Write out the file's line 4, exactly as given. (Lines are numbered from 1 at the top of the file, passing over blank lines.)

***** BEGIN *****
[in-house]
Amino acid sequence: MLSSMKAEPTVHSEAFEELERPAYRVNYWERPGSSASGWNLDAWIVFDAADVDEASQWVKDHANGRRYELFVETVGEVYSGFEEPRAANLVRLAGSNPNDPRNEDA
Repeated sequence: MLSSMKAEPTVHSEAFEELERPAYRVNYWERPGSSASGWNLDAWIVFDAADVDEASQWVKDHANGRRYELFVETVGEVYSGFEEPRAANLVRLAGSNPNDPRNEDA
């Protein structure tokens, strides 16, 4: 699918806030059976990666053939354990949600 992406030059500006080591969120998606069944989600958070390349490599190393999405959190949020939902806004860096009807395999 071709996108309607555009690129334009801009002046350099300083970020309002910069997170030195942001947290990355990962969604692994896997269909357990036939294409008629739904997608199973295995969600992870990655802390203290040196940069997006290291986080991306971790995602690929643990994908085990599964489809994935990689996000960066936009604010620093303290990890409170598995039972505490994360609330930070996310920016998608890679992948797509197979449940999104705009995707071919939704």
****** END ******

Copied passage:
């Protein structure tokens, strides 16, 4: 699918806030059976990666053939354990949600 992406030059500006080591969120998606069944989600958070390349490599190393999405959190949020939902806004860096009807395999 071709996108309607555009690129334009801009002046350099300083970020309002910069997170030195942001947290990355990962969604692994896997269909357990036939294409008629739904997608199973295995969600992870990655802390203290040196940069997006290291986080991306971790995602690929643990994908085990599964489809994935990689996000960066936009604010620093303290990890409170598995039972505490994360609330930070996310920016998608890679992948797509197979449940999104705009995707071919939704």